Editorial- March 2022

This year was one of the most competitive and selective years for college applications seen in a long time. Because of the test optional applications in response to the COVID-19 pandemic, more students have been influenced to apply to top institutions. Many students are ready to aspire for higher education right after high school, ready to move away at 18 and are motivated to apply to universities after a two year period of isolation. In this past year, there were more than 210,000 applicants to UC schools, a 3% increase from last year. Applications to California schools are at an all time high in general this year. There are just too many incredibly qualified applicants, and without test scores, it becomes more difficult to distinguish which students are the best competitors. As college decisions trickle in, it is imperative that students remember they are competing against students from not only all over California, but other states and countries as well. These college decisions do not determine a student’s worth, and they absolutely do not discredit a student’s hard work and successes in school.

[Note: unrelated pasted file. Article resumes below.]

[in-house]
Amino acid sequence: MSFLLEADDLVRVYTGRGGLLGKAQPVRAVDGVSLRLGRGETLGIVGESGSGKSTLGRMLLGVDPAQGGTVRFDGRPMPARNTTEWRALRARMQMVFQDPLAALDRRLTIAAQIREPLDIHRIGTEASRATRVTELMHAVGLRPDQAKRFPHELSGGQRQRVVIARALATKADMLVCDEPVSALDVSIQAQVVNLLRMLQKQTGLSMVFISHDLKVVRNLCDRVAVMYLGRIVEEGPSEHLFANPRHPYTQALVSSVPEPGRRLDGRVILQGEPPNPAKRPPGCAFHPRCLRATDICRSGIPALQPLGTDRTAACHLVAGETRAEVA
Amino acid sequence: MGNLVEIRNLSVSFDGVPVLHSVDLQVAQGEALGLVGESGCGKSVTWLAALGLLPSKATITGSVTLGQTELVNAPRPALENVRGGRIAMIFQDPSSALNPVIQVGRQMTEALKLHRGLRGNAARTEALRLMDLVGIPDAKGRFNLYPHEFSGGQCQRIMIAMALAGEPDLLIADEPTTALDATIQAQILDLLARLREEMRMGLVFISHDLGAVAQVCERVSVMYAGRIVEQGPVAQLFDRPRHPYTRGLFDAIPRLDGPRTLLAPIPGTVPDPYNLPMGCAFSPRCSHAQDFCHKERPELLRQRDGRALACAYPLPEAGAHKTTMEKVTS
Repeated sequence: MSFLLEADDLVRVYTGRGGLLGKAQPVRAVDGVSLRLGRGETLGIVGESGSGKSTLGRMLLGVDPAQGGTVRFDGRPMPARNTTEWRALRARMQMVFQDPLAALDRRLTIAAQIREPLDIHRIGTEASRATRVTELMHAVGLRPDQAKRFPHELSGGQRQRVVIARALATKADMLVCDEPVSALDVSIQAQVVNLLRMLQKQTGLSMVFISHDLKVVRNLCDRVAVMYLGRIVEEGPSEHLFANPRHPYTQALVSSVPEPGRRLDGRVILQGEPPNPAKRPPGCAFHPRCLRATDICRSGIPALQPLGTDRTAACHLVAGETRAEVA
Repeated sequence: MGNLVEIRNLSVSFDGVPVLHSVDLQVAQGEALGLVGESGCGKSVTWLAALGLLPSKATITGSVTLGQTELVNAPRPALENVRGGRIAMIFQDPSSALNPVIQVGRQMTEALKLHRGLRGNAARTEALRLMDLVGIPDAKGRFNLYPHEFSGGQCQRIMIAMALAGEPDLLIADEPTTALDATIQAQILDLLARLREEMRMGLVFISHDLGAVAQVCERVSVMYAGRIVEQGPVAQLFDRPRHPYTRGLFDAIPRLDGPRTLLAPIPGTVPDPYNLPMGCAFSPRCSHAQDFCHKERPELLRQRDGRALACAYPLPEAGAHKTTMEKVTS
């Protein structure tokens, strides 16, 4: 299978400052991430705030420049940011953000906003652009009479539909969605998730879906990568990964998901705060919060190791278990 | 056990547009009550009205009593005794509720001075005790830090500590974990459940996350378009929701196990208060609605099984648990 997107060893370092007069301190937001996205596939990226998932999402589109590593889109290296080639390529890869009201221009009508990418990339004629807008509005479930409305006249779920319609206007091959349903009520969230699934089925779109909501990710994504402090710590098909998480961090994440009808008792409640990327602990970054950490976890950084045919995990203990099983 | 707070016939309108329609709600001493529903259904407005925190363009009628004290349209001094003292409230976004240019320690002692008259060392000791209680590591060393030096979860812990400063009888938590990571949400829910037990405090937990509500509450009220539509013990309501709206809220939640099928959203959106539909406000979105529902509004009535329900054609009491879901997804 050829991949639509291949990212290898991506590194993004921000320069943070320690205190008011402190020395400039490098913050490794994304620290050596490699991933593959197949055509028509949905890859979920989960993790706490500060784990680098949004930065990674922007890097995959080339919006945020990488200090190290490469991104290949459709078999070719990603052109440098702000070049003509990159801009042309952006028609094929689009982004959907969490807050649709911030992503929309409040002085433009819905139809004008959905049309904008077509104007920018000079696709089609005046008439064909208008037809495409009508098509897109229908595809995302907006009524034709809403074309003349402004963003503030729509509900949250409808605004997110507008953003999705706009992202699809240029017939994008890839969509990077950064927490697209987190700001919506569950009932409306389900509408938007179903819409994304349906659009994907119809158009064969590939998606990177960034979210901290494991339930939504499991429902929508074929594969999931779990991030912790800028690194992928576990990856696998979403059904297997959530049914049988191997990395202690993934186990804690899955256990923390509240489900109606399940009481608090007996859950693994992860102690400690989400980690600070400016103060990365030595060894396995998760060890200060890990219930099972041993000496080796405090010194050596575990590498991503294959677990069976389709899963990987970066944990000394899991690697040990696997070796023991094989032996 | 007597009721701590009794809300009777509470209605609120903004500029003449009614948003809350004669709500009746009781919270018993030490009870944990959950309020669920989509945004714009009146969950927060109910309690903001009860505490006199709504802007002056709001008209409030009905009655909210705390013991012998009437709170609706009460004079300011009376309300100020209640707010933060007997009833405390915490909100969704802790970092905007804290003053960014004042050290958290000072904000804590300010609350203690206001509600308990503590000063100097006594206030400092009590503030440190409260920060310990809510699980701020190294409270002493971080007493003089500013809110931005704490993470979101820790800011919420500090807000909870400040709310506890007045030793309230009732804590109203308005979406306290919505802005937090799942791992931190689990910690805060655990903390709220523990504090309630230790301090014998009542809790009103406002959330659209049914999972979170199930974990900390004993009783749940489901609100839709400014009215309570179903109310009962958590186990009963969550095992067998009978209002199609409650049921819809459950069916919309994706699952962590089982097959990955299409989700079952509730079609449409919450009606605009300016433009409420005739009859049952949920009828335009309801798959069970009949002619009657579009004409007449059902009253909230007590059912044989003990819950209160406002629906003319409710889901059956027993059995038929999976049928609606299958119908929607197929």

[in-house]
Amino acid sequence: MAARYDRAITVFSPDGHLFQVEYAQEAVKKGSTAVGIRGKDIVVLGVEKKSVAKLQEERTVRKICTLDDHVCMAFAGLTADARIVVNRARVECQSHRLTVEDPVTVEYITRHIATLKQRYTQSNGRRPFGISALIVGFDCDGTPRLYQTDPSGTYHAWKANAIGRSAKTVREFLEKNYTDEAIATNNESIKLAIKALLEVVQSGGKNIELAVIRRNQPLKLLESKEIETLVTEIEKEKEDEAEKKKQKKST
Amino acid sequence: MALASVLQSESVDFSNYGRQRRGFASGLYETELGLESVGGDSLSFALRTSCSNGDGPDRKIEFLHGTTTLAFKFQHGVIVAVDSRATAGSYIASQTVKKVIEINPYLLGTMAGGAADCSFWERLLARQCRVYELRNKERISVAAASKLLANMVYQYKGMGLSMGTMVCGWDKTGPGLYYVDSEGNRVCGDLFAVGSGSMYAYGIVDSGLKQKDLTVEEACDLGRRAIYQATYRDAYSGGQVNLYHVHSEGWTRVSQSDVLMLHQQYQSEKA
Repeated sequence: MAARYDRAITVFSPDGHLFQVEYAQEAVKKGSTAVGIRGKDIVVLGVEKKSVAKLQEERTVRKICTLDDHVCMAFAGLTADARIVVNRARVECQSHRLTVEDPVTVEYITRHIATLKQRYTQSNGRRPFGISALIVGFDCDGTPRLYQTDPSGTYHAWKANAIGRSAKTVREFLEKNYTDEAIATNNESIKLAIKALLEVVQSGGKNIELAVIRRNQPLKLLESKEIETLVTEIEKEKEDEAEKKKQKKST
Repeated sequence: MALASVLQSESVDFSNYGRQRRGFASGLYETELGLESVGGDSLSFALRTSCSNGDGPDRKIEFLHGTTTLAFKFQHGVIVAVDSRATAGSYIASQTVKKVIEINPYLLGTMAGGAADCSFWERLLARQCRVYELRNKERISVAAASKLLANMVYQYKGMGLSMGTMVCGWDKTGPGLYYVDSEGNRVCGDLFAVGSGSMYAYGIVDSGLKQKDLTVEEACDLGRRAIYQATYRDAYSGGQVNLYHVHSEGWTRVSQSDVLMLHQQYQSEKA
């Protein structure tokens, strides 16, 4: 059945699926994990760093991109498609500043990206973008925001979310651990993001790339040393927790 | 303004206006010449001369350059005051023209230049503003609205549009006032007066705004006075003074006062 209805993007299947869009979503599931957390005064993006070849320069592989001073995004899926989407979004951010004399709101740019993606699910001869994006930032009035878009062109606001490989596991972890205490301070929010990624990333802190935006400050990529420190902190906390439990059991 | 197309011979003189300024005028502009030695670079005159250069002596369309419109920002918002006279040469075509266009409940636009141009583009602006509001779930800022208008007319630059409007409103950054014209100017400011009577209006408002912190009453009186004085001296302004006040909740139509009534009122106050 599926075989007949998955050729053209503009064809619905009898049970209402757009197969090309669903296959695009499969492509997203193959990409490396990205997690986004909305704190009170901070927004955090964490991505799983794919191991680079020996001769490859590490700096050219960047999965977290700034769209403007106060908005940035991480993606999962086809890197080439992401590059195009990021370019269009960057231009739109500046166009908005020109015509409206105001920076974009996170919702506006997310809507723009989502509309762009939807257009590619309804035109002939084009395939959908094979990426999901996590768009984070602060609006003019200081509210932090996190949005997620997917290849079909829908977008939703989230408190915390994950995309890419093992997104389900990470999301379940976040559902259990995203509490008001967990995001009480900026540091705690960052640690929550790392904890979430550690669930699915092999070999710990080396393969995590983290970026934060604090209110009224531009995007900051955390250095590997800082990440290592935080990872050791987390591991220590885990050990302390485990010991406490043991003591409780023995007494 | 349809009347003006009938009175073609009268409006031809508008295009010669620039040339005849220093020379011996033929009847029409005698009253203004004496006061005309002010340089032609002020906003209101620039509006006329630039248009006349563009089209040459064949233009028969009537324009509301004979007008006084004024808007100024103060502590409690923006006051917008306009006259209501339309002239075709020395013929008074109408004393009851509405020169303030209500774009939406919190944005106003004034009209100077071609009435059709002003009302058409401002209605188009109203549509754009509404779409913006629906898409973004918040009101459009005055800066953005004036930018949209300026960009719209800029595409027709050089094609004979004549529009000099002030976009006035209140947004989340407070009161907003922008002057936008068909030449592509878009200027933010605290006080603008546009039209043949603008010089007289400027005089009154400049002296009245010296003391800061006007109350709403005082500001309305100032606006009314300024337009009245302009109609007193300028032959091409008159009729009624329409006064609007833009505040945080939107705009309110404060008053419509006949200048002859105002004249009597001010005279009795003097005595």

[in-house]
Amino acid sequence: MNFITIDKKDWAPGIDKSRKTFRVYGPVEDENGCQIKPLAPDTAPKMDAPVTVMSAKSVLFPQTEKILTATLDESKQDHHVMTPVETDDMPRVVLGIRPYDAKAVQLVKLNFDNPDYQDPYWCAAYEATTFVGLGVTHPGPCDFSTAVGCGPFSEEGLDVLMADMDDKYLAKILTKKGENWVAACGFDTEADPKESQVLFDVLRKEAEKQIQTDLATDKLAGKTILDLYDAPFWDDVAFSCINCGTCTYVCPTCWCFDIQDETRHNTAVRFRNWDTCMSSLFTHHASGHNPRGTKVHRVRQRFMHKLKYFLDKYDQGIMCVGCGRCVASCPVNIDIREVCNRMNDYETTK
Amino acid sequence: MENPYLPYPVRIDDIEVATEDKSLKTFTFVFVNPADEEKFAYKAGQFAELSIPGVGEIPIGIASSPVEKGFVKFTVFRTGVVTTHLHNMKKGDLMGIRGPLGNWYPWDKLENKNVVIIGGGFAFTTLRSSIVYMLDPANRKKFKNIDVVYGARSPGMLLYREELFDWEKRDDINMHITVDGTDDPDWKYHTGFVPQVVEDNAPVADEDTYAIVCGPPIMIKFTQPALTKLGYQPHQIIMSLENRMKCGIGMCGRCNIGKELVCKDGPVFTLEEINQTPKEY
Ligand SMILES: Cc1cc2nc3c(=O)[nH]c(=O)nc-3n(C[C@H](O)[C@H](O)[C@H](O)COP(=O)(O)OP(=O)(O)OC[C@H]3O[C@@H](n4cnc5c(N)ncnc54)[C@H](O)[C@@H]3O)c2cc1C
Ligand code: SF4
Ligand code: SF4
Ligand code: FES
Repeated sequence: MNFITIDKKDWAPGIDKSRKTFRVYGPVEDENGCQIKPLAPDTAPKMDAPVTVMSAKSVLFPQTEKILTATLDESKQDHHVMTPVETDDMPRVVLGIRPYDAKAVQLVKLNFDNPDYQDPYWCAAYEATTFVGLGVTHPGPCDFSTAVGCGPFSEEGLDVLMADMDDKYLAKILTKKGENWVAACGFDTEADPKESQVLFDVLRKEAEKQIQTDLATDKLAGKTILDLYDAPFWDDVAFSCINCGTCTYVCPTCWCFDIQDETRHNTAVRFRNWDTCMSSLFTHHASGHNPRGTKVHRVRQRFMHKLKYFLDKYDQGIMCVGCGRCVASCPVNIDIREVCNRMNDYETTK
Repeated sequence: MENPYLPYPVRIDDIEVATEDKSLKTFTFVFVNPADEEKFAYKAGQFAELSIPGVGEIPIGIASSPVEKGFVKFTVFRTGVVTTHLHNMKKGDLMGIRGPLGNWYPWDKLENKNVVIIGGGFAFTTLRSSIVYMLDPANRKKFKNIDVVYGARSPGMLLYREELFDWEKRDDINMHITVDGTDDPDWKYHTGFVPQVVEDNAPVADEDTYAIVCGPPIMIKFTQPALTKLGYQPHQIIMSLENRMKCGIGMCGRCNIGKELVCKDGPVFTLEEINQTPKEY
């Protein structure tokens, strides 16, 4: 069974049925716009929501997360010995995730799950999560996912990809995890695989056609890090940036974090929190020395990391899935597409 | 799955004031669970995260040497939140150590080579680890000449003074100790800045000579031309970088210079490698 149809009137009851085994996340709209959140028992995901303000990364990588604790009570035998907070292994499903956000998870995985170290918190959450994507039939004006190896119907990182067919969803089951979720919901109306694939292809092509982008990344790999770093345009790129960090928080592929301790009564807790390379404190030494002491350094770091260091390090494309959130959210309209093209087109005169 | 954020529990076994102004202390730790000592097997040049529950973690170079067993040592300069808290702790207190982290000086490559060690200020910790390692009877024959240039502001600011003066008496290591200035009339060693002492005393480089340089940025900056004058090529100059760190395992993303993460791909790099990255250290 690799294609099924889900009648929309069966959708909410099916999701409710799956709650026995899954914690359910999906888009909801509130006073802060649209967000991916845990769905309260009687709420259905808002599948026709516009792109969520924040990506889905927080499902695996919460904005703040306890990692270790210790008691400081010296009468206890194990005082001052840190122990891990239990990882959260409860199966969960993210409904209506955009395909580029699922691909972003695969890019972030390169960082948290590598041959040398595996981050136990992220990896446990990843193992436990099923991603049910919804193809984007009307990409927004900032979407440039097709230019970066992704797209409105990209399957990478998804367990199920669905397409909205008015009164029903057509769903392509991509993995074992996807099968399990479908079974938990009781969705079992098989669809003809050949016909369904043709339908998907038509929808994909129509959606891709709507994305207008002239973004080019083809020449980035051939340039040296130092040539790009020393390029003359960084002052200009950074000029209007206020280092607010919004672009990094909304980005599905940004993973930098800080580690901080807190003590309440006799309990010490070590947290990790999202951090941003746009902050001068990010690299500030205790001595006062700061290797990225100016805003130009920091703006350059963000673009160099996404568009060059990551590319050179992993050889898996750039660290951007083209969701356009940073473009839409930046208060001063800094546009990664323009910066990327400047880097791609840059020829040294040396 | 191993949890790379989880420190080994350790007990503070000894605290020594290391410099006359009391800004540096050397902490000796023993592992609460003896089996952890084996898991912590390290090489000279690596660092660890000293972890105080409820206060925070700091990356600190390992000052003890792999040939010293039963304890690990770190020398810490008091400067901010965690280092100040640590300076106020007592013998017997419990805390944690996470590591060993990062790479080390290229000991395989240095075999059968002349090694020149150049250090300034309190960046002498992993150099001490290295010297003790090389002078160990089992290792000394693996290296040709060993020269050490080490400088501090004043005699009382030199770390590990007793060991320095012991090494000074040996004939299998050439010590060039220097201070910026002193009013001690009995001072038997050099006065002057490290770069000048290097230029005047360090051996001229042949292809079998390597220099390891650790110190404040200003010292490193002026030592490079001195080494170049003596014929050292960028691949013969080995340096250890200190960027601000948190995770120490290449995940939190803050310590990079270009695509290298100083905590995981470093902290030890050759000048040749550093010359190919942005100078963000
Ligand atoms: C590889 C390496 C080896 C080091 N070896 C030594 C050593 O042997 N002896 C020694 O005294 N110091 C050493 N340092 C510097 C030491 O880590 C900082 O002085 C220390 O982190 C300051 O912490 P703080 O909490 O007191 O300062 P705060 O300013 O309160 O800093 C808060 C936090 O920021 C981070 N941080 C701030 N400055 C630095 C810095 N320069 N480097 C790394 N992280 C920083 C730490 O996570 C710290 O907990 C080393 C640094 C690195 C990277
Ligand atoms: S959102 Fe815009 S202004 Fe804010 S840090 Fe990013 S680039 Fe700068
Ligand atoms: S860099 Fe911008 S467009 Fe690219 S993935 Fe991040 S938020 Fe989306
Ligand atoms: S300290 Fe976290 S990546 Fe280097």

Students of this generation have been faced with an intense pressure to work hard, make good grades and to be involved in extracurriculars so that they would be qualified for higher learning. Even students who have decided to take a gap year, attend trade school or a junior college have felt these pressures and stigmas their whole lives. Some students are told that their lives will be unsuccessful or unfulfilling if they were to not attend college or a specific prestigious university. Somewhere, as a society we have decided that it is okay to instill this idea in the minds of kids as young as kindergarten. Children are told that they need to prepare for the next grade, to prepare for middle school, to prepare for college in order to prepare for a successful, lifelong career. There is a difference between being motivational and being overbearing. Schools, teachers and parents should encourage students to find an environment that they feel they will thrive best, give them guidance and set them up for success in the path that they choose.

As acceptances, rejections and waitlist decisions are released, the disappointment, panic and feelings of worthlessness that students are feeling demonstrates the damage that this mindset has done on incredibly bright, promising young people. PVHS has a wonderful student body and whether you are a senior deciding what your next move will be, a junior perusing your options or a freshman or sophomore working hard and figuring out what interests you, it is important to remember wherever you end up will be fulfilling and will help you grow into the person you are destined to become.